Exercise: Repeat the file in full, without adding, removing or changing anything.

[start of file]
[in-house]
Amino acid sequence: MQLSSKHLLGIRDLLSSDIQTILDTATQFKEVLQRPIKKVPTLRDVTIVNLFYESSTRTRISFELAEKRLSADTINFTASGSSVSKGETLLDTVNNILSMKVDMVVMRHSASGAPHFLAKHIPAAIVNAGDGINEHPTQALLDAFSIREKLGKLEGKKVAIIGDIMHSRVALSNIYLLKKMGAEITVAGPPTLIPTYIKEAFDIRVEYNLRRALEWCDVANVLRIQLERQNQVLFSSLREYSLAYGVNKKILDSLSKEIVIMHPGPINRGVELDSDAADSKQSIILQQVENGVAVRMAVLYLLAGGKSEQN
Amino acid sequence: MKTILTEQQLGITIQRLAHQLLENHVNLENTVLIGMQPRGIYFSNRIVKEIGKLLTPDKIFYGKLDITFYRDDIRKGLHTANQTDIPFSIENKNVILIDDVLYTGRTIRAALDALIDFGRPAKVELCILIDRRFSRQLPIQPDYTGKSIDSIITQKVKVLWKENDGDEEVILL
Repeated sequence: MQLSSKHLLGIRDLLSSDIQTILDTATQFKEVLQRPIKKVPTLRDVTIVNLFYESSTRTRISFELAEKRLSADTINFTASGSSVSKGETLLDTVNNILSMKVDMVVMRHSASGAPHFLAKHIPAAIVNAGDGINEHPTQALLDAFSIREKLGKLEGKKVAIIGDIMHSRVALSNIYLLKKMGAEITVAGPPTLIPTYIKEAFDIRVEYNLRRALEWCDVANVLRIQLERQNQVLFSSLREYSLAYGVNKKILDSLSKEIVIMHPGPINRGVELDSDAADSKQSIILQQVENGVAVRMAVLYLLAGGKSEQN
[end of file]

[in-house]
Amino acid sequence: MQLSSKHLLGIRDLLSSDIQTILDTATQFKEVLQRPIKKVPTLRDVTIVNLFYESSTRTRISFELAEKRLSADTINFTASGSSVSKGETLLDTVNNILSMKVDMVVMRHSASGAPHFLAKHIPAAIVNAGDGINEHPTQALLDAFSIREKLGKLEGKKVAIIGDIMHSRVALSNIYLLKKMGAEITVAGPPTLIPTYIKEAFDIRVEYNLRRALEWCDVANVLRIQLERQNQVLFSSLREYSLAYGVNKKILDSLSKEIVIMHPGPINRGVELDSDAADSKQSIILQQVENGVAVRMAVLYLLAGGKSEQN
Amino acid sequence: MKTILTEQQLGITIQRLAHQLLENHVNLENTVLIGMQPRGIYFSNRIVKEIGKLLTPDKIFYGKLDITFYRDDIRKGLHTANQTDIPFSIENKNVILIDDVLYTGRTIRAALDALIDFGRPAKVELCILIDRRFSRQLPIQPDYTGKSIDSIITQKVKVLWKENDGDEEVILL
Repeated sequence: MQLSSKHLLGIRDLLSSDIQTILDTATQFKEVLQRPIKKVPTLRDVTIVNLFYESSTRTRISFELAEKRLSADTINFTASGSSVSKGETLLDTVNNILSMKVDMVVMRHSASGAPHFLAKHIPAAIVNAGDGINEHPTQALLDAFSIREKLGKLEGKKVAIIGDIMHSRVALSNIYLLKKMGAEITVAGPPTLIPTYIKEAFDIRVEYNLRRALEWCDVANVLRIQLERQNQVLFSSLREYSLAYGVNKKILDSLSKEIVIMHPGPINRGVELDSDAADSKQSIILQQVENGVAVRMAVLYLLAGGKSEQN